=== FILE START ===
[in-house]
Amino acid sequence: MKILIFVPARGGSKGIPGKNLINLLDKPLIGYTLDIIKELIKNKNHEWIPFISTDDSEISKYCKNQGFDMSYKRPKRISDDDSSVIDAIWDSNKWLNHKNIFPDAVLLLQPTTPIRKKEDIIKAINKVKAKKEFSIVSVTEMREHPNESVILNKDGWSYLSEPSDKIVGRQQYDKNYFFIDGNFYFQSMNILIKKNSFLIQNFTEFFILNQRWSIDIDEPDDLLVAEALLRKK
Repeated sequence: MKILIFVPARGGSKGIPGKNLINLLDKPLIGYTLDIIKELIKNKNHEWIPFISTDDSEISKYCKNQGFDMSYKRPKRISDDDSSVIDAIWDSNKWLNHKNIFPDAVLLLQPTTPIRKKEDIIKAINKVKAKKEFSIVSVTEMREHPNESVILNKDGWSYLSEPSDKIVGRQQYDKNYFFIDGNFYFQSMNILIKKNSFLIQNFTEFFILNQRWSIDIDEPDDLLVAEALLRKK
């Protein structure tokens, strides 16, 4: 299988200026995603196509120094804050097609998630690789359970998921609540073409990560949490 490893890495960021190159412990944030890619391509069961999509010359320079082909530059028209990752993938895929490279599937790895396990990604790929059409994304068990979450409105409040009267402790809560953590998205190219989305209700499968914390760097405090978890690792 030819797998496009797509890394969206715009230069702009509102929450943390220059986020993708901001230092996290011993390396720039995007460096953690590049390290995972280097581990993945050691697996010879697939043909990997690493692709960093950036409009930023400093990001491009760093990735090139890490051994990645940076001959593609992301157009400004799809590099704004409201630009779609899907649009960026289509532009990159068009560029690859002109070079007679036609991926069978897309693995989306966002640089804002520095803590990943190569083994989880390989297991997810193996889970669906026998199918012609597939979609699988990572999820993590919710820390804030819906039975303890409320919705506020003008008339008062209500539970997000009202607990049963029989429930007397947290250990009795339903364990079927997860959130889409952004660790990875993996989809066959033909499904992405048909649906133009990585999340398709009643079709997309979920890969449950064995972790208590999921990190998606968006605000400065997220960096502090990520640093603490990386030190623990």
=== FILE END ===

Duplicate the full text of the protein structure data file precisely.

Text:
[in-house]
Amino acid sequence: MKILIFVPARGGSKGIPGKNLINLLDKPLIGYTLDIIKELIKNKNHEWIPFISTDDSEISKYCKNQGFDMSYKRPKRISDDDSSVIDAIWDSNKWLNHKNIFPDAVLLLQPTTPIRKKEDIIKAINKVKAKKEFSIVSVTEMREHPNESVILNKDGWSYLSEPSDKIVGRQQYDKNYFFIDGNFYFQSMNILIKKNSFLIQNFTEFFILNQRWSIDIDEPDDLLVAEALLRKK
Repeated sequence: MKILIFVPARGGSKGIPGKNLINLLDKPLIGYTLDIIKELIKNKNHEWIPFISTDDSEISKYCKNQGFDMSYKRPKRISDDDSSVIDAIWDSNKWLNHKNIFPDAVLLLQPTTPIRKKEDIIKAINKVKAKKEFSIVSVTEMREHPNESVILNKDGWSYLSEPSDKIVGRQQYDKNYFFIDGNFYFQSMNILIKKNSFLIQNFTEFFILNQRWSIDIDEPDDLLVAEALLRKK
């Protein structure tokens, strides 16, 4: 299988200026995603196509120094804050097609998630690789359970998921609540073409990560949490 490893890495960021190159412990944030890619391509069961999509010359320079082909530059028209990752993938895929490279599937790895396990990604790929059409994304068990979450409105409040009267402790809560953590998205190219989305209700499968914390760097405090978890690792 030819797998496009797509890394969206715009230069702009509102929450943390220059986020993708901001230092996290011993390396720039995007460096953690590049390290995972280097581990993945050691697996010879697939043909990997690493692709960093950036409009930023400093990001491009760093990735090139890490051994990645940076001959593609992301157009400004799809590099704004409201630009779609899907649009960026289509532009990159068009560029690859002109070079007679036609991926069978897309693995989306966002640089804002520095803590990943190569083994989880390989297991997810193996889970669906026998199918012609597939979609699988990572999820993590919710820390804030819906039975303890409320919705506020003008008339008062209500539970997000009202607990049963029989429930007397947290250990009795339903364990079927997860959130889409952004660790990875993996989809066959033909499904992405048909649906133009990585999340398709009643079709997309979920890969449950064995972790208590999921990190998606968006605000400065997220960096502090990520640093603490990386030190623990």